"Are we valuing our ability to put people or material into the air?" he said of the scrutiny of spires and antennas. "If it's material, we have to look carefully at what that material is and what it does."
The council is a nonprofit organization founded in 1969 and staffed by architects, engineers, developers and other building experts to encourage international collaboration on tall-building design and to serve as the world's acknowledged arbiter of the standards by which high-rises are measured.
Visitors to the Sept. 11 memorial at the World Trade Center site Monday did not seem bothered by the idea that the building they gazed at on the chilly, gray day might not be the nation's tallest.
"I think more people are going to visit this than the Chicago building because it has more meaning. Height doesn't really matter," said Amber Miller, a university student visiting from Connecticut, as a white light blinked atop the spire.
Miller and her friend Samantha Calo disagreed with the notion that the spire might just be ornamental. "It was presumably put there for a reason," Calo said.
Critics of the height debate include Rick Bell, executive director of the American Institute of Architects New York chapter, who compared the spire to a church steeple.
"You don't say the steeple isn't part of the church," Bell said. "This is, for me, a no-brainer." He added that antennas today were crucial parts of any high building.
Not everyone is convinced that height should be the most important element in ranking the world's skyscrapers.
Carol Willis, an architectural historian and founder of the Skyscraper Museum in Manhattan, said by focusing on height, people lost sight of other elements.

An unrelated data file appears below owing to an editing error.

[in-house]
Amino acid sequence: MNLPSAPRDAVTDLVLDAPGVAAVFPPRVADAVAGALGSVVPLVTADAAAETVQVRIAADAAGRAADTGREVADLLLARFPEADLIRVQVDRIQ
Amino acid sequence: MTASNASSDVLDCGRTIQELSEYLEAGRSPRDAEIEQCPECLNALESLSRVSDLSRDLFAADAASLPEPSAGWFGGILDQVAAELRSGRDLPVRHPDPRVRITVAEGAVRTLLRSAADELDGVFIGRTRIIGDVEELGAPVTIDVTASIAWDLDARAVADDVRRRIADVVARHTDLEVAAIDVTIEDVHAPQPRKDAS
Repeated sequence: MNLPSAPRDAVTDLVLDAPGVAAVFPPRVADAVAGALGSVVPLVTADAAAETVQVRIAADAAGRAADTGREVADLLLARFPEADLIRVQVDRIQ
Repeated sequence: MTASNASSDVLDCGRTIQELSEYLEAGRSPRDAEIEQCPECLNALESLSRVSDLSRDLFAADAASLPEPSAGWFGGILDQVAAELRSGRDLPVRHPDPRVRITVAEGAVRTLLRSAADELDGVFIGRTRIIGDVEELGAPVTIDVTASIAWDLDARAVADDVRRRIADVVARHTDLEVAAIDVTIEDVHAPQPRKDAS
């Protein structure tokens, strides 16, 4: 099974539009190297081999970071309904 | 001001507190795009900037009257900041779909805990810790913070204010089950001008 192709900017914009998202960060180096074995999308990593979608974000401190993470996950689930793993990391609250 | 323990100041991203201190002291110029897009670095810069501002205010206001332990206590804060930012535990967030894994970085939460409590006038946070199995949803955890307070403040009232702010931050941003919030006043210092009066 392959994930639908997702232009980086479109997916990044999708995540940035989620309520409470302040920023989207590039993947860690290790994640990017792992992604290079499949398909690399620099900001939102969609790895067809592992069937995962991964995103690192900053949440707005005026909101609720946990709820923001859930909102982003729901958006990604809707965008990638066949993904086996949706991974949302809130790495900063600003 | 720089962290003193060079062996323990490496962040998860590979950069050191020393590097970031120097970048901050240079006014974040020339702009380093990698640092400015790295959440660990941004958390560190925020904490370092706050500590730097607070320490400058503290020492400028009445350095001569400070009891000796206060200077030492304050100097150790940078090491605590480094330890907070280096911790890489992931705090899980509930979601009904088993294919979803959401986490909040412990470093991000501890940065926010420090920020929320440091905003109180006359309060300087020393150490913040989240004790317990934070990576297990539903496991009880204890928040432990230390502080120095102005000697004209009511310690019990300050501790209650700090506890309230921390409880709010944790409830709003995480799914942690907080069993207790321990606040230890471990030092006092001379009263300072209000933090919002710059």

"What is a big building? It's not just a vertical height above the ground," said Willis, noting that even when the original One World Trade Center tower was displaced as the tallest building by Chicago's Sears (now Willis) Tower in 1974, it remained the bigger building based on square footage. It was also larger, in terms of square footage, than the new World Trade Center tower, said Willis, adding that the council has stepped into a "sticky situation" by limiting criteria to a few defining features.
The drive to build taller buildings picked up steam in the early 1970s, when an increase in urban living sparked the need for more skyscrapers, but it is not new. In medieval times, the town of San Gimignano in Italy's Tuscany region became the site of a building frenzy when dozens of then-record-breaking skyscrapers — the highest was 230 feet — were erected.
The Empire State Building, from which King Kong swatted away aircraft before toppling to his death in 1933, was the product of a competition in New York to construct the world's tallest skyscraper. When it was completed in 1931, it trounced two other new Manhattan buildings vying for the title: the Chrysler Building and the Bank of Manhattan building on Wall Street.
Whatever the outcome of the latest competition, Willis said she was not worried about the effect on New York.
"I think New York has got the biggest and best skyline in the world," she said, "and that's not going to change."Copyright © 2014, The Baltimore Sun